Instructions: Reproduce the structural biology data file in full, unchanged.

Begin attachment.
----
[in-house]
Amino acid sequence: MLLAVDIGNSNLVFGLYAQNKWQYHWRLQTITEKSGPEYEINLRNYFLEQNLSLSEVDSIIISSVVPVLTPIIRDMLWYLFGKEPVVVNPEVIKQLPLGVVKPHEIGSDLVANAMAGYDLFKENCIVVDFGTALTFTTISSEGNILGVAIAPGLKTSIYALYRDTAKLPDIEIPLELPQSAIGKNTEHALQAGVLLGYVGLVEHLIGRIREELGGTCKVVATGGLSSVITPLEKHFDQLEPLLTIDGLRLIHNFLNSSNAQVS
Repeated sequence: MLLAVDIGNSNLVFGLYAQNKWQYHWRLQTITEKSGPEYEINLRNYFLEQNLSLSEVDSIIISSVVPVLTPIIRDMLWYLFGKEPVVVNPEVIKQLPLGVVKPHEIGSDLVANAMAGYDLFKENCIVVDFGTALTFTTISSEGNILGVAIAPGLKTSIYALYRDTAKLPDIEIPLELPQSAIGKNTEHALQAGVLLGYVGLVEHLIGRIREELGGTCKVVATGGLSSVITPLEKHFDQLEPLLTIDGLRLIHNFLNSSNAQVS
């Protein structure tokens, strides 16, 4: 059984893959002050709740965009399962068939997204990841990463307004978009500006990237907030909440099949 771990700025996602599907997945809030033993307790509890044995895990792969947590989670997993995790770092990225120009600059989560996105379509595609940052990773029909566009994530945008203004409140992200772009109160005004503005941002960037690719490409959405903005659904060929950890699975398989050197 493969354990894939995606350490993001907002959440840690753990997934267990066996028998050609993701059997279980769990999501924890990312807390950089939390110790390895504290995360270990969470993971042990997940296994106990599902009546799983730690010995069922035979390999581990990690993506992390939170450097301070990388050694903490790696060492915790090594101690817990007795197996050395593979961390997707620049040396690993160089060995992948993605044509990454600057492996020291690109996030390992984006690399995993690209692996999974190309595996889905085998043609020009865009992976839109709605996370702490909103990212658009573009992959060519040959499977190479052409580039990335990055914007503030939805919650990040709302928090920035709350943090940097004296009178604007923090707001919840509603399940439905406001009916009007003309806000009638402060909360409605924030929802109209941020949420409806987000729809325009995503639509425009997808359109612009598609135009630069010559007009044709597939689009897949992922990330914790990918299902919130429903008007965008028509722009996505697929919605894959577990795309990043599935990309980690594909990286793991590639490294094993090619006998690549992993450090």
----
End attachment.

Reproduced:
[in-house]
Amino acid sequence: MLLAVDIGNSNLVFGLYAQNKWQYHWRLQTITEKSGPEYEINLRNYFLEQNLSLSEVDSIIISSVVPVLTPIIRDMLWYLFGKEPVVVNPEVIKQLPLGVVKPHEIGSDLVANAMAGYDLFKENCIVVDFGTALTFTTISSEGNILGVAIAPGLKTSIYALYRDTAKLPDIEIPLELPQSAIGKNTEHALQAGVLLGYVGLVEHLIGRIREELGGTCKVVATGGLSSVITPLEKHFDQLEPLLTIDGLRLIHNFLNSSNAQVS
Repeated sequence: MLLAVDIGNSNLVFGLYAQNKWQYHWRLQTITEKSGPEYEINLRNYFLEQNLSLSEVDSIIISSVVPVLTPIIRDMLWYLFGKEPVVVNPEVIKQLPLGVVKPHEIGSDLVANAMAGYDLFKENCIVVDFGTALTFTTISSEGNILGVAIAPGLKTSIYALYRDTAKLPDIEIPLELPQSAIGKNTEHALQAGVLLGYVGLVEHLIGRIREELGGTCKVVATGGLSSVITPLEKHFDQLEPLLTIDGLRLIHNFLNSSNAQVS
């Protein structure tokens, strides 16, 4: 059984893959002050709740965009399962068939997204990841990463307004978009500006990237907030909440099949 771990700025996602599907997945809030033993307790509890044995895990792969947590989670997993995790770092990225120009600059989560996105379509595609940052990773029909566009994530945008203004409140992200772009109160005004503005941002960037690719490409959405903005659904060929950890699975398989050197 493969354990894939995606350490993001907002959440840690753990997934267990066996028998050609993701059997279980769990999501924890990312807390950089939390110790390895504290995360270990969470993971042990997940296994106990599902009546799983730690010995069922035979390999581990990690993506992390939170450097301070990388050694903490790696060492915790090594101690817990007795197996050395593979961390997707620049040396690993160089060995992948993605044509990454600057492996020291690109996030390992984006690399995993690209692996999974190309595996889905085998043609020009865009992976839109709605996370702490909103990212658009573009992959060519040959499977190479052409580039990335990055914007503030939805919650990040709302928090920035709350943090940097004296009178604007923090707001919840509603399940439905406001009916009007003309806000009638402060909360409605924030929802109209941020949420409806987000729809325009995503639509425009997808359109612009598609135009630069010559007009044709597939689009897949992922990330914790990918299902919130429903008007965008028509722009996505697929919605894959577990795309990043599935990309980690594909990286793991590639490294094993090619006998690549992993450090």